Best Overall customer experience - Woolworths maintained the best overall customer experience albeit with a decrease in score from 2016. The smaller leader gap between Woolworths and the rest of the supermarket brands is likely to put pressure on the customer loyalty and NPS scores for Woolworths in future.  Checkers and Spar both scored on par with the industry, while experiencing solid increases in their overall customer satisfaction scores compared to 2016, with Spar showing the biggest improvement.  Shoprite had the lowest overall customer satisfaction score, well below industry average.  

While there were top performers in each of the measures of customer satisfaction, there were no outright winners who performed best across all categories and who are successfully managing all facets of customer satisfaction. Similarly, while brands may have maintained their lead in certain measures, they have done so with decreasing scores when compared with previous years.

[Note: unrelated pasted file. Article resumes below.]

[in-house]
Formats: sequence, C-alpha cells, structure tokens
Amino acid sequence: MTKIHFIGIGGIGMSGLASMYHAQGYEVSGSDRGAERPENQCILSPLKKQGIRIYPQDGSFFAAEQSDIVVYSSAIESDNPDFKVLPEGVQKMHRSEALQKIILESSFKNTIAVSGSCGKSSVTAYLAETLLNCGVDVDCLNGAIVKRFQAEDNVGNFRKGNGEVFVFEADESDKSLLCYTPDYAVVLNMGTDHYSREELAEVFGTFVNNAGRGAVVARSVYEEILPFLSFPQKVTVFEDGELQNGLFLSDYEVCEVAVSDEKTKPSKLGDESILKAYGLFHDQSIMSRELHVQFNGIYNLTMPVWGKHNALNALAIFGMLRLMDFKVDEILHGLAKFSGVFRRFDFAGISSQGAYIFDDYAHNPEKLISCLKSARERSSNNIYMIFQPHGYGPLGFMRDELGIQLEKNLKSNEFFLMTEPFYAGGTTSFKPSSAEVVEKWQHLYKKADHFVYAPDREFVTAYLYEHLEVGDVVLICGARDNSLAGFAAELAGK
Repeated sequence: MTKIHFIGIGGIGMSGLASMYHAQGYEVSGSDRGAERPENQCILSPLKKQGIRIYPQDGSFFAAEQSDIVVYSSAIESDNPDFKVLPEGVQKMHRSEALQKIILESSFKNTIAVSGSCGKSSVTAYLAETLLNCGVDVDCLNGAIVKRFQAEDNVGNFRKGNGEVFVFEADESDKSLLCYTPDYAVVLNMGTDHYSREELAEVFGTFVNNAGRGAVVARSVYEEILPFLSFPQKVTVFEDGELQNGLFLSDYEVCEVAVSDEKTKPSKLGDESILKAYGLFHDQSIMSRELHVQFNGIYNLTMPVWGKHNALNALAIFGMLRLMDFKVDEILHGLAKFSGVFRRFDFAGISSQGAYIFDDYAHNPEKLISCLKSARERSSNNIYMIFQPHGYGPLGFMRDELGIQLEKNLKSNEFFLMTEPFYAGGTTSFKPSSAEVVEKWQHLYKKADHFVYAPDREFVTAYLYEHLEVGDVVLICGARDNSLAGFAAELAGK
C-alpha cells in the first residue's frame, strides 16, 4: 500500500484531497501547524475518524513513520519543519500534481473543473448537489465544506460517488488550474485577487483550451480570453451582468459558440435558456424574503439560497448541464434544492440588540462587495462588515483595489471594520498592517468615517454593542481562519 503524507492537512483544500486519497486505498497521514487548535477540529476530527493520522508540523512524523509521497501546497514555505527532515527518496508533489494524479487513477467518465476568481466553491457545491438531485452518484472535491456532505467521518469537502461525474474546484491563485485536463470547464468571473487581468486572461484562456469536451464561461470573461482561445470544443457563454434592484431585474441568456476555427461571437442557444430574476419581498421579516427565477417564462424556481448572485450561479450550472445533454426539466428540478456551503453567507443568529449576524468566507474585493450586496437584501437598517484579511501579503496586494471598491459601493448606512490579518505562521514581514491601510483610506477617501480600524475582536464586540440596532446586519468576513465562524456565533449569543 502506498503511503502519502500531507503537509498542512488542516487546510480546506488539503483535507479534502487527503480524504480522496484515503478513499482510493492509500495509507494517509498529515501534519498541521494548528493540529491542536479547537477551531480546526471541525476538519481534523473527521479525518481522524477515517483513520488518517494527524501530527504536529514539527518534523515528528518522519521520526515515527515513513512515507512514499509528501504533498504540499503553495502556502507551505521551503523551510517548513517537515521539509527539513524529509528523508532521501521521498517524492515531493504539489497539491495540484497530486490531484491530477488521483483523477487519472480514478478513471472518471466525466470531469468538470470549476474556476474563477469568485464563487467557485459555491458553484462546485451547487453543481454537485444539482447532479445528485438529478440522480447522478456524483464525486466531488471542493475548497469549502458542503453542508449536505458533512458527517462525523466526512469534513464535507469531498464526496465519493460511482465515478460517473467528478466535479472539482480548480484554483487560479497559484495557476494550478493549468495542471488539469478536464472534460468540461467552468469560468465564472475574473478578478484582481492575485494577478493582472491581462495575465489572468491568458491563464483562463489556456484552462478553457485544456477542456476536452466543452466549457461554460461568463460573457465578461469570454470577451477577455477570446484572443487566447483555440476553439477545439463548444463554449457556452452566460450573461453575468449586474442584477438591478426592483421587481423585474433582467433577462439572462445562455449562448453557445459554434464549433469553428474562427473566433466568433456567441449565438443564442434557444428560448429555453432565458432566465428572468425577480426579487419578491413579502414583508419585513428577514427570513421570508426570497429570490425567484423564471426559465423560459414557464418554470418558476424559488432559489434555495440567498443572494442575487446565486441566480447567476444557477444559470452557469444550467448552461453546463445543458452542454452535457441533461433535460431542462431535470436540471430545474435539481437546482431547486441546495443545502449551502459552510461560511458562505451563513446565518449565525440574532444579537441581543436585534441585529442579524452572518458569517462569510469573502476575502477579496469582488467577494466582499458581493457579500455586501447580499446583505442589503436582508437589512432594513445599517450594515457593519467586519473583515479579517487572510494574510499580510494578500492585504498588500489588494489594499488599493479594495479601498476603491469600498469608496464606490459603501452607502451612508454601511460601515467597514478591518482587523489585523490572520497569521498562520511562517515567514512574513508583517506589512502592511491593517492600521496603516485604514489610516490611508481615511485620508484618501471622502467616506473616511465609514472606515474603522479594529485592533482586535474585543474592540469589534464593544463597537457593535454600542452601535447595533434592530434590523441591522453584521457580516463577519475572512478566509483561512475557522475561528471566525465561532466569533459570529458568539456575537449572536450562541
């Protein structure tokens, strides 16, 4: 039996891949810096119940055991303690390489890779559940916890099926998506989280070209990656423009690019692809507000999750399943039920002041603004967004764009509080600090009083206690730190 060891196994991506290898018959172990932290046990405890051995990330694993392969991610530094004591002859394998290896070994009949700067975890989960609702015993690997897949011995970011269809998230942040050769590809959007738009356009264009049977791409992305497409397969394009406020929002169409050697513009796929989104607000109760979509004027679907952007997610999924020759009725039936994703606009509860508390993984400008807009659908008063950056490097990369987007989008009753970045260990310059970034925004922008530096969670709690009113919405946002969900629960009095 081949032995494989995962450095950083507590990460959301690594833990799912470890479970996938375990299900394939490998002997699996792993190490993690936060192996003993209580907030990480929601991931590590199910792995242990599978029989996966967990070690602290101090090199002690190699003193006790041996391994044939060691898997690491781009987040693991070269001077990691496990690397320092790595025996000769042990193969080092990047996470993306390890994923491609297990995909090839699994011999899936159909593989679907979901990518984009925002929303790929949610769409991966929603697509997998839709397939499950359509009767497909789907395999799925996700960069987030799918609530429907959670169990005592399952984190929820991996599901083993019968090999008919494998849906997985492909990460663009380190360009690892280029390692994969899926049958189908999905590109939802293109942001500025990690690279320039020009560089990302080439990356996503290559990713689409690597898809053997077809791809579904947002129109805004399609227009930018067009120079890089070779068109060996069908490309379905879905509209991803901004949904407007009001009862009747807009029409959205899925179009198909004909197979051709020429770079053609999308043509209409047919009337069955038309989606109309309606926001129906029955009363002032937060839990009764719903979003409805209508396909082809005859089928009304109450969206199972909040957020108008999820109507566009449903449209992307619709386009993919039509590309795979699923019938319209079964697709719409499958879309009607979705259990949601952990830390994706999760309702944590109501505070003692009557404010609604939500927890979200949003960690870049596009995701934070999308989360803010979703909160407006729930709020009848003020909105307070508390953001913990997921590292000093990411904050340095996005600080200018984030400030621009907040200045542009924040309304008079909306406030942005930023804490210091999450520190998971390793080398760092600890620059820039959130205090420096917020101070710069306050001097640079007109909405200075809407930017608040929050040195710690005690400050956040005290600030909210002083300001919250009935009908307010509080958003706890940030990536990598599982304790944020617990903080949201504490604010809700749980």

It’s clear that competitors are using the Sa-csi data to up the ante on previous shortcomings - evident in a number of significant score improvements - while previous leaders may have been lulled into complacency or suffered reputational setbacks which have impacted their performance and customer perceptions.  Scores well below par or in a seemingly stagnant state should be cause for intervention if retailers are to maintain profitability in an increasingly competitive environment where consumers are quick to vote with their wallets and shift loyalty when dissatisfied.  

The reality is we have come a very long way from when all it took was some customer service from efficient and friendly staff to do the job.  The context of retail has evolved rapidly to extend across bricks and mortar experience to online and digital presence, while consumer drivers such as value, time, experience, healthy eating and ethical living are all culminating in a continuum of disconnect between shopper expectations and the retailer’s ability to satisfy them.